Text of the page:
LANSING, Mich.—Legislation to increase payments in lieu of taxes (PILT) and swamp taxes to local governments for state-owned land within their boundaries was approved Thursday by the Senate Natural Resources, Environment and Great Lakes Committee.
Senate Bills 1021 and 1022, sponsored by Sens. Tom Casperson and Darwin Booher, aim to address repetitive problems with PILT payments not being paid on time or in full.
The Michigan Department of Natural Resources (DNR) owns approximately 4.6 million acres of land, with the vast majority in the Northern Lower Peninsula or Upper Peninsula. In addition, the federal government owns around 3.1 million acres, meaning that 20 percent of Michigan’s land base has been taken off the tax rolls, and PILT or swamp taxes are paid instead. Local services are negatively impacted because the payments to locals are significantly less than what would be paid by a private owner.
“PILT payments are supposed to be made by the state on land it owns, but the state has been late or making reduced payments for several years now,” said Casperson, R-Escanaba. “With more than two million acres of state-owned land in the Upper Peninsula, this makes the PILT payments extremely important to our communities. This legislation would help get local units of government their fair share of revenue, and also force state officials to understand the true cost of purchasing more and more public land.”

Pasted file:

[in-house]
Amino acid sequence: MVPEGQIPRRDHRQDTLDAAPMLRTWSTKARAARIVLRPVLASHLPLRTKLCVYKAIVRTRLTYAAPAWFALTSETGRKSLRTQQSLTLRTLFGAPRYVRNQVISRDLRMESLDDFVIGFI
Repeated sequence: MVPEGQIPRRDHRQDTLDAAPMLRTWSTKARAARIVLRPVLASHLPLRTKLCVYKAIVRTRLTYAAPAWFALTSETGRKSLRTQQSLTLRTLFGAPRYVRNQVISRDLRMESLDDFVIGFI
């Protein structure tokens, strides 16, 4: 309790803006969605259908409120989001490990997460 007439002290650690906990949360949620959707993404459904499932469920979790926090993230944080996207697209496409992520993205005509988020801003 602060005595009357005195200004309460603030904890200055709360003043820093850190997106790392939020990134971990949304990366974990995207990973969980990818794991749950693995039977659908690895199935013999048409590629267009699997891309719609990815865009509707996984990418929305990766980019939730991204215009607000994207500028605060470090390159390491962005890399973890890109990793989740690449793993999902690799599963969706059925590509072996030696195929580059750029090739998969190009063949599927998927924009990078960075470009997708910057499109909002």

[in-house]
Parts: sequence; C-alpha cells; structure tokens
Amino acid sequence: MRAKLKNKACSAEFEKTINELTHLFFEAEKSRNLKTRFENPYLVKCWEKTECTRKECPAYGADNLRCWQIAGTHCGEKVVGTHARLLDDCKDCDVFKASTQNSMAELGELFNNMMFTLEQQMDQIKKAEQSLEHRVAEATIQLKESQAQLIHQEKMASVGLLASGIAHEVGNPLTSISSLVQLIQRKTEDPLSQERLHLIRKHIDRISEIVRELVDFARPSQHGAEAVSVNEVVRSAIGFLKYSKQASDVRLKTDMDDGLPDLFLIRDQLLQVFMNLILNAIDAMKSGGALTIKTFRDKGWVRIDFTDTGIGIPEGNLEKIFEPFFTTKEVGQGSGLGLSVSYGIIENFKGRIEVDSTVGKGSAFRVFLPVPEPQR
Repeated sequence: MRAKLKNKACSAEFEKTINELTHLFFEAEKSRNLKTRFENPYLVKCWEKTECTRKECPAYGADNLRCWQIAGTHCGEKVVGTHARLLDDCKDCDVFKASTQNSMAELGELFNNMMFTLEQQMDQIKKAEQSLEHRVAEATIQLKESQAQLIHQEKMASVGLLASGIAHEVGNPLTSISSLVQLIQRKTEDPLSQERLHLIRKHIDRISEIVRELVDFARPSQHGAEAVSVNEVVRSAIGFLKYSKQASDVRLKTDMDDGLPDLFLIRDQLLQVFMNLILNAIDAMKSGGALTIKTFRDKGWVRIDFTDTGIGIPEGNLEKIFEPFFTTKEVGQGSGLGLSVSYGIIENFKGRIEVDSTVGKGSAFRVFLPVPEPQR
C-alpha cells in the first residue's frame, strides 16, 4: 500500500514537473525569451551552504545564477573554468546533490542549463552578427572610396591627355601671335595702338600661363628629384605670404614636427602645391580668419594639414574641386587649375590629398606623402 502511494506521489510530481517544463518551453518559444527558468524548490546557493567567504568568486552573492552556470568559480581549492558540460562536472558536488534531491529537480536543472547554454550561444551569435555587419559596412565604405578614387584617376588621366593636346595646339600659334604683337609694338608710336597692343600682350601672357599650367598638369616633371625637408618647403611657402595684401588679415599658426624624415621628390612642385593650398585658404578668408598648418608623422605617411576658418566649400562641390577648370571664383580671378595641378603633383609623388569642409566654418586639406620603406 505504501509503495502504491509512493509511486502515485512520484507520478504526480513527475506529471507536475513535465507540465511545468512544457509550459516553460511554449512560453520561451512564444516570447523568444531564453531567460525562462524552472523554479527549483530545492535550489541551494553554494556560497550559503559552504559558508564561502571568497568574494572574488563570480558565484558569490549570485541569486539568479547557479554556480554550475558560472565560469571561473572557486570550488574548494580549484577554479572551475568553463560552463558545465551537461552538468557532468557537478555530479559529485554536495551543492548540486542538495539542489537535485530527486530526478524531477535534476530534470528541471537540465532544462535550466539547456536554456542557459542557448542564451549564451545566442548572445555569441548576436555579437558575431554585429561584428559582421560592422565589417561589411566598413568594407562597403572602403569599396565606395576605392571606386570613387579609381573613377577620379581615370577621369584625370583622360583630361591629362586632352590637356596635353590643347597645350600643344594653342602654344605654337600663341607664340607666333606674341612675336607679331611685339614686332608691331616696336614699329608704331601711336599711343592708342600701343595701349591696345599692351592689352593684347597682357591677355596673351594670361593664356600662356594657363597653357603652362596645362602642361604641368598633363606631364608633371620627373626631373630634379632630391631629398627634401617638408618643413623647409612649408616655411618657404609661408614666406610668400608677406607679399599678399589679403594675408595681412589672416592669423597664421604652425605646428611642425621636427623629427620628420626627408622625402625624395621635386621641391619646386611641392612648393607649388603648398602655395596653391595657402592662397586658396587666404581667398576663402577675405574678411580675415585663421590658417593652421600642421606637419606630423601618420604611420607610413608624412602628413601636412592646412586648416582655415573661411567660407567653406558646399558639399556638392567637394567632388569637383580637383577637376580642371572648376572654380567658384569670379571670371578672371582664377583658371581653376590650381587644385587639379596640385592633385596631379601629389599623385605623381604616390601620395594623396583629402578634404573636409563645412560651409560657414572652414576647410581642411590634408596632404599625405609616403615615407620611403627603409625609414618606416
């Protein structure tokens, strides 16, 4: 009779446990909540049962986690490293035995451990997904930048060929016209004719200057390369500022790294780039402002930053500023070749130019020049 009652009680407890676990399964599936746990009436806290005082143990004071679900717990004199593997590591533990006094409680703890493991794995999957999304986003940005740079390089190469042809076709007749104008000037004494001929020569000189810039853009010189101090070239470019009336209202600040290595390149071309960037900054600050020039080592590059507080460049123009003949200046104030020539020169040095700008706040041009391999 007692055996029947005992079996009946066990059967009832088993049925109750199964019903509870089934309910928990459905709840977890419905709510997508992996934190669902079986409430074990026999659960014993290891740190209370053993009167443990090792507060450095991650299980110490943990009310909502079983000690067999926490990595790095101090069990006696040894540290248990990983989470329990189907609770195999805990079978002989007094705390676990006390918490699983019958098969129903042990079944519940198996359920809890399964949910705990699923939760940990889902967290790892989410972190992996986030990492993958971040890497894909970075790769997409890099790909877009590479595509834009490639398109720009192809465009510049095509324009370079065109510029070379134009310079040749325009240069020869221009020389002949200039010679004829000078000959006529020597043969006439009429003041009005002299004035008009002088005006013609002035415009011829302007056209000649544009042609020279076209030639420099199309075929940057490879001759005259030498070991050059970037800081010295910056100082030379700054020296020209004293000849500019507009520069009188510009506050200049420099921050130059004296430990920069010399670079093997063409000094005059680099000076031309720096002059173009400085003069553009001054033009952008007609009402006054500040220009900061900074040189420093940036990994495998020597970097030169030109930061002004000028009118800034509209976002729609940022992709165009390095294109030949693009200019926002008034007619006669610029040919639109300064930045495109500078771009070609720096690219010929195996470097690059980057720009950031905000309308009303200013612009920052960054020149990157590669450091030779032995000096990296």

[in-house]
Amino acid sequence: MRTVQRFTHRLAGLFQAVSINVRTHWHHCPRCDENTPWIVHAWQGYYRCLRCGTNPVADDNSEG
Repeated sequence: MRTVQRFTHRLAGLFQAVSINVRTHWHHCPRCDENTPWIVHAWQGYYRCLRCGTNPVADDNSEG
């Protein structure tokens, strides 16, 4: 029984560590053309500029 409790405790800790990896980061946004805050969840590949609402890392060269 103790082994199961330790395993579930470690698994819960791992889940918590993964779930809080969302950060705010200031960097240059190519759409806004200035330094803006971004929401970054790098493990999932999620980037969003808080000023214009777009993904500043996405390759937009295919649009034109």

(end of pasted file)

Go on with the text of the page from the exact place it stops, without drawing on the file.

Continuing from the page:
The Senate bills would make the following changes to PILT and swamp taxes:
• Increase swamp tax payments from $2 to $5, with one dollar designated for recreation improvements, and provide for an annual inflationary increase;
• Increase PILT payments for purchased lands by ensuring payments are based on current taxable values and current millage rates; special assessments would also be paid;
• Require the state to make payment by Feb. 14 to locals that have submitted their information as required by law;
• Insert a penalty on the state for not paying payments on time for purchased lands; the penalty would be the same that taxpayers face if they do not pay property taxes; and
• Insert a 5 percent per month penalty for locals that do not submit their statements, beginning Feb. 1.
“It is time for the state to meet its obligations on the land that it owns,” said Booher, R-Evart. “Michigan residents are not allowed to only pay part of their tax bills and continue to own their land as evidenced by the fact that much of the land DNR currently owns came into state ownership years ago when people could not afford to pay their taxes on it. Most disconcerting to me is that the state has not been living up to its obligations to our communities yet continues to buy more land.”
Casperson said: “While some state land is considered a valuable asset for the people of Michigan when the land is fully open for use and enjoyment, people who live down state must realize that the public land comes with a cost to the communities surrounding that land. The bills will simply provide long overdue and fair compensation from the state on property owned by the state.”
The bills now head to the full Senate for consideration.